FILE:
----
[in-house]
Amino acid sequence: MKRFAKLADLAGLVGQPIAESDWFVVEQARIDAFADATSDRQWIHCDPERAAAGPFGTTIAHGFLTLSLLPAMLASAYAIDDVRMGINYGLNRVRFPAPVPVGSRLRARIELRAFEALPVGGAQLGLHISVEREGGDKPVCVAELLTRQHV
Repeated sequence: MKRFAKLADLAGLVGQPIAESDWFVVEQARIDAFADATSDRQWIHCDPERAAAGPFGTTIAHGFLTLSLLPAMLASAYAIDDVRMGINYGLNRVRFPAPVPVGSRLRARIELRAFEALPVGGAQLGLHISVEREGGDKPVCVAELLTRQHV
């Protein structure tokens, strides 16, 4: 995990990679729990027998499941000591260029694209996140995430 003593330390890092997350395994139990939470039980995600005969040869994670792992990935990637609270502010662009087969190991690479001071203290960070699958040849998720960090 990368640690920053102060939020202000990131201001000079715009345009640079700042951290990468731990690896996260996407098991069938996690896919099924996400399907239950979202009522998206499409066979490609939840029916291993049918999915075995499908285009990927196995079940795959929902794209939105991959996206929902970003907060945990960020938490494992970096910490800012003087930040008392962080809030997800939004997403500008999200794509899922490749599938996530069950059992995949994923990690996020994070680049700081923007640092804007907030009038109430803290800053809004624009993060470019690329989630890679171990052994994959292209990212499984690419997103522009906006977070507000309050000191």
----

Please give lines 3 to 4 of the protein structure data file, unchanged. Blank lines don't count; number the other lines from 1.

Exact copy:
Repeated sequence: MKRFAKLADLAGLVGQPIAESDWFVVEQARIDAFADATSDRQWIHCDPERAAAGPFGTTIAHGFLTLSLLPAMLASAYAIDDVRMGINYGLNRVRFPAPVPVGSRLRARIELRAFEALPVGGAQLGLHISVEREGGDKPVCVAELLTRQHV
């Protein structure tokens, strides 16, 4: 995990990679729990027998499941000591260029694209996140995430 003593330390890092997350395994139990939470039980995600005969040869994670792992990935990637609270502010662009087969190991690479001071203290960070699958040849998720960090 990368640690920053102060939020202000990131201001000079715009345009640079700042951290990468731990690896996260996407098991069938996690896919099924996400399907239950979202009522998206499409066979490609939840029916291993049918999915075995499908285009990927196995079940795959929902794209939105991959996206929902970003907060945990960020938490494992970096910490800012003087930040008392962080809030997800939004997403500008999200794509899922490749599938996530069950059992995949994923990690996020994070680049700081923007640092804007907030009038109430803290800053809004624009993060470019690329989630890679171990052994994959292209990212499984690419997103522009906006977070507000309050000191």